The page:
What is water?
The water cycle is undergoing changes due to climate change, something that entails great uncertainty about the potential effects on life on Earth.
Water is a substance made up of two hydrogen atoms and one oxygen atom (H2O), and can be found in solid state as ice, in gaseous state as water vapour, and in liquid state as water. The physical and chemical properties of water are very important for the survival of ecosystems.
The characteristics of water include chemical, physical and biological properties, and depending on its contents there can be different types of water (freshwater, salt water, soft water, hard water, etc.). The main characteristics of water are outlined below:
- The density of water is about 1 gram per millilitre.
- Water has the highest specific heat of any liquid (4,180 J/(K kg)), although it varies with temperature.
- The latent heat of vaporisation (enthalpy of vaporisation) required to break a hydrogen bond and form water vapour is very high (539 kcal/kg).
- The surface tension of water is very high.
Furthermore, the colour, turbidity and conductivity of water are used as water quality parameters.
Water is the most abundant substance in the planet and the only one that can in found in the atmosphere in liquid, solid and gaseous state. 97% of it is water found in the ocean, and the rest is freshwater.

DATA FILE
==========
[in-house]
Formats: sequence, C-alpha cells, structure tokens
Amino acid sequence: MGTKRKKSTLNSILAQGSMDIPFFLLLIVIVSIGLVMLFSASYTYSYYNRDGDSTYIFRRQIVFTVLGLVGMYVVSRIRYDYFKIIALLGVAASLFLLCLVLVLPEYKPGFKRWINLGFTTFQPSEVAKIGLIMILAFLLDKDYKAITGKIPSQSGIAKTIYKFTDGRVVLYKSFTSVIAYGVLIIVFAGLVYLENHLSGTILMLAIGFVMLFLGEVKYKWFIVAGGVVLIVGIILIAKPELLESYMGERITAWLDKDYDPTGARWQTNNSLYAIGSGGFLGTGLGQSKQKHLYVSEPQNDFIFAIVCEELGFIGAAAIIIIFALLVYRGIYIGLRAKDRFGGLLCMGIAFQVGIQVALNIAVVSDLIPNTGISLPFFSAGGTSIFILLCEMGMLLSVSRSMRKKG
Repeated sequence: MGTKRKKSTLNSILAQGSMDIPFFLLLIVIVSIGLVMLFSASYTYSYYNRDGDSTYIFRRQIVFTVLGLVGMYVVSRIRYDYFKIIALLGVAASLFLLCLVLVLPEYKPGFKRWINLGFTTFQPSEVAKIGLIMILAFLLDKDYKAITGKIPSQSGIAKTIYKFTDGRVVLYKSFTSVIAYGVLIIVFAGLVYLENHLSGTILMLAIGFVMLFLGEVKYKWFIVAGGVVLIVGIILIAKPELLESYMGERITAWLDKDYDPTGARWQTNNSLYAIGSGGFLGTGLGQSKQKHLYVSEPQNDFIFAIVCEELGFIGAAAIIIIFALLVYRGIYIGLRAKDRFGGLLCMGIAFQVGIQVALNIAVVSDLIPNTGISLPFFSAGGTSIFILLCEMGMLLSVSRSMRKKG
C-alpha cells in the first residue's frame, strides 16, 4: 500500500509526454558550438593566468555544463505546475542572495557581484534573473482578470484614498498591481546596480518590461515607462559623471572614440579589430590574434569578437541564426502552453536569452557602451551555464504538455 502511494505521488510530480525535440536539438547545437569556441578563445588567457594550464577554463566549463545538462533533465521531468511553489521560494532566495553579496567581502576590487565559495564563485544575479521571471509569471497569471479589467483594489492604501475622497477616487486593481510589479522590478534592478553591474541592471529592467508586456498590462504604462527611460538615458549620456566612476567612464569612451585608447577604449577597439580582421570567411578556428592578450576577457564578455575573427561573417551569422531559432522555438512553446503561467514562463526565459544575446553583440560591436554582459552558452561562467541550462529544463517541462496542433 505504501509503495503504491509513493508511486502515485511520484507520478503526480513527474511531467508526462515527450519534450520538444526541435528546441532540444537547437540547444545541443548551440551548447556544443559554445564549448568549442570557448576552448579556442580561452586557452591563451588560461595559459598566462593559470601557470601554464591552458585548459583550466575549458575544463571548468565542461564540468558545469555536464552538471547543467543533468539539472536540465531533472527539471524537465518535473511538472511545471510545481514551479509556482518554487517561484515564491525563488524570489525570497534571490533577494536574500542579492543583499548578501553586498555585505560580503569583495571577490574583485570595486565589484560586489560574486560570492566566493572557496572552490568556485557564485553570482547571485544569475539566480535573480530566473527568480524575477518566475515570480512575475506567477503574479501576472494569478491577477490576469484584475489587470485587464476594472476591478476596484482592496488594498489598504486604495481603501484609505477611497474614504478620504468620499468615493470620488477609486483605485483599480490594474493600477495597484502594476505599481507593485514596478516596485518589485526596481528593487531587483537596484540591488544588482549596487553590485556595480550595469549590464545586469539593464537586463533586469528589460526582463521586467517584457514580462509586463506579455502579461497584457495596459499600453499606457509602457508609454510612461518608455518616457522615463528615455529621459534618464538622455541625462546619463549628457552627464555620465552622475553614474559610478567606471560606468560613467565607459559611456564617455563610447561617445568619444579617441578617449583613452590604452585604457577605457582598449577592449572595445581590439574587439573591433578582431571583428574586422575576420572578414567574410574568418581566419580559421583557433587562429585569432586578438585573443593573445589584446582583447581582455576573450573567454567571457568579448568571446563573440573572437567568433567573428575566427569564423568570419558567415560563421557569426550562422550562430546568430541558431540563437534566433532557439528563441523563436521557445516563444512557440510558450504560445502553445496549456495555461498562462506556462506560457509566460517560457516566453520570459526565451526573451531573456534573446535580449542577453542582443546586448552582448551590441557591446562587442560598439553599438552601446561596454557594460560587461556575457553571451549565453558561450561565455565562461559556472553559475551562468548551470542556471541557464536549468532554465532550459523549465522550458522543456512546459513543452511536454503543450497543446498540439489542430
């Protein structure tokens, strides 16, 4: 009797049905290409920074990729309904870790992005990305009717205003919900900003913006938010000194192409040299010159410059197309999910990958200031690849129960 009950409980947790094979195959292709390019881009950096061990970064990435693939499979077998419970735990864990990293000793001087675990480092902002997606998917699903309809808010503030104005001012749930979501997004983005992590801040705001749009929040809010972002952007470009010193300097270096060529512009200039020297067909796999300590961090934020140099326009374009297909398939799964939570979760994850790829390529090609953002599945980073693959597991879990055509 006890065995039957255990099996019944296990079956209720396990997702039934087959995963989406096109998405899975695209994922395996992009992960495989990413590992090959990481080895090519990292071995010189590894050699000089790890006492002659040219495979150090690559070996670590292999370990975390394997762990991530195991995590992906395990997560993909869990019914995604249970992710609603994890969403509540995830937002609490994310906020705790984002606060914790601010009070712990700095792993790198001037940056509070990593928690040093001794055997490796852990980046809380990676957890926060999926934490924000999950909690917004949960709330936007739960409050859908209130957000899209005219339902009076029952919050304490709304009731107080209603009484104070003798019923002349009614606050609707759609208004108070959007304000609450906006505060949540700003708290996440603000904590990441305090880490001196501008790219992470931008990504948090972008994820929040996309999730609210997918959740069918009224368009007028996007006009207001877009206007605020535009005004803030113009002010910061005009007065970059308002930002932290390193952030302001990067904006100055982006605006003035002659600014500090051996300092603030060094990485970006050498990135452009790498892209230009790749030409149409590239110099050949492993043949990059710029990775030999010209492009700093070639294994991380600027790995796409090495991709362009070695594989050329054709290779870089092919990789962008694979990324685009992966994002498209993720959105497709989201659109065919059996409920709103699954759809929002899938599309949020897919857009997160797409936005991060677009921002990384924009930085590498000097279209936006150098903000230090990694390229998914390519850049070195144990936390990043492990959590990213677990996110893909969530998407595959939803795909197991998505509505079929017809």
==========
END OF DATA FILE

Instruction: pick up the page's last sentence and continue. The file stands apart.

The water cycle or hydrological cycle is a continuous process that includes the different states (solid, liquid and gas), and allows natural processes to take place on Earth.
The phases of the cycle are: evaporation, condensation, precipitation, infiltration, runoff, subsurface runoff, fusion, and solidification.
Freshwater is obtained through precipitation, which starts with the evaporation of water from the ocean to form water vapour. Gradually, rising air currents move water vapour to the upper layers of the atmosphere, where cooler temperatures allow water to condense into clouds, until water falls as precipitation.
A large part of the precipitation falls as rain and it is ends up in aquifers and permafrost, lakes, reservoirs, rivers, and in the soil, and becomes available for consumption. The remainder of that precipitation falls as snow and accumulates in the polar ice caps and in glaciers, so it cannot be consumed.
Water is important for ecosystems, organisms and human activity:
- The water cycle is of utmost importance for the functioning of natural ecosystems, and the regulation of climate.
- Water makes up 80% of most organisms: it allows tissues and organs to work and maintain vital body processes.
- The most common water uses are agricultural, industrial and domestic uses. Continuous population growth increases the demand for such a limited resource.